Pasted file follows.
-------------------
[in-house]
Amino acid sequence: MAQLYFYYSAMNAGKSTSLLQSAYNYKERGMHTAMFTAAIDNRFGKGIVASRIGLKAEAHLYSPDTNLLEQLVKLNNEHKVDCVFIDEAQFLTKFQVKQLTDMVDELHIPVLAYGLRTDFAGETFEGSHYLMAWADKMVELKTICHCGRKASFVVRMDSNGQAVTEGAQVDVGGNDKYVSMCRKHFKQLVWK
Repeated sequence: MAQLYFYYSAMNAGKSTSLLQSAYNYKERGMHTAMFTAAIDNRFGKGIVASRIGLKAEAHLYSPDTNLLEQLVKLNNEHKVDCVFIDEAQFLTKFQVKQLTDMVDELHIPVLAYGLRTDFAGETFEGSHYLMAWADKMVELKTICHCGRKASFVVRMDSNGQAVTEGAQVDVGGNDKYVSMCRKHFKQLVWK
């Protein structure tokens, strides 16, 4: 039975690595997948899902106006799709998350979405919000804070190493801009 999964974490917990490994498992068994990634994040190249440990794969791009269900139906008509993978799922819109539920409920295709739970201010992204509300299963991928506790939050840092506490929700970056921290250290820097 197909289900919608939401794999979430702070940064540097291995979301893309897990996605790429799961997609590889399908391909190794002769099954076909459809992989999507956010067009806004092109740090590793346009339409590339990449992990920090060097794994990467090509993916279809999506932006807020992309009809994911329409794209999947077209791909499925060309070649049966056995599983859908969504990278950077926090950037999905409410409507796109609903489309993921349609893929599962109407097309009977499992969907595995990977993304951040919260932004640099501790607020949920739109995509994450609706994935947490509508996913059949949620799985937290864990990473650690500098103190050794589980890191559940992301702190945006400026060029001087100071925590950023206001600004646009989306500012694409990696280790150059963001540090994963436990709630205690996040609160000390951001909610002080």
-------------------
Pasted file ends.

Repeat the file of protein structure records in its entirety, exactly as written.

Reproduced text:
[in-house]
Amino acid sequence: MAQLYFYYSAMNAGKSTSLLQSAYNYKERGMHTAMFTAAIDNRFGKGIVASRIGLKAEAHLYSPDTNLLEQLVKLNNEHKVDCVFIDEAQFLTKFQVKQLTDMVDELHIPVLAYGLRTDFAGETFEGSHYLMAWADKMVELKTICHCGRKASFVVRMDSNGQAVTEGAQVDVGGNDKYVSMCRKHFKQLVWK
Repeated sequence: MAQLYFYYSAMNAGKSTSLLQSAYNYKERGMHTAMFTAAIDNRFGKGIVASRIGLKAEAHLYSPDTNLLEQLVKLNNEHKVDCVFIDEAQFLTKFQVKQLTDMVDELHIPVLAYGLRTDFAGETFEGSHYLMAWADKMVELKTICHCGRKASFVVRMDSNGQAVTEGAQVDVGGNDKYVSMCRKHFKQLVWK
């Protein structure tokens, strides 16, 4: 039975690595997948899902106006799709998350979405919000804070190493801009 999964974490917990490994498992068994990634994040190249440990794969791009269900139906008509993978799922819109539920409920295709739970201010992204509300299963991928506790939050840092506490929700970056921290250290820097 197909289900919608939401794999979430702070940064540097291995979301893309897990996605790429799961997609590889399908391909190794002769099954076909459809992989999507956010067009806004092109740090590793346009339409590339990449992990920090060097794994990467090509993916279809999506932006807020992309009809994911329409794209999947077209791909499925060309070649049966056995599983859908969504990278950077926090950037999905409410409507796109609903489309993921349609893929599962109407097309009977499992969907595995990977993304951040919260932004640099501790607020949920739109995509994450609706994935947490509508996913059949949620799985937290864990990473650690500098103190050794589980890191559940992301702190945006400026060029001087100071925590950023206001600004646009989306500012694409990696280790150059963001540090994963436990709630205690996040609160000390951001909610002080």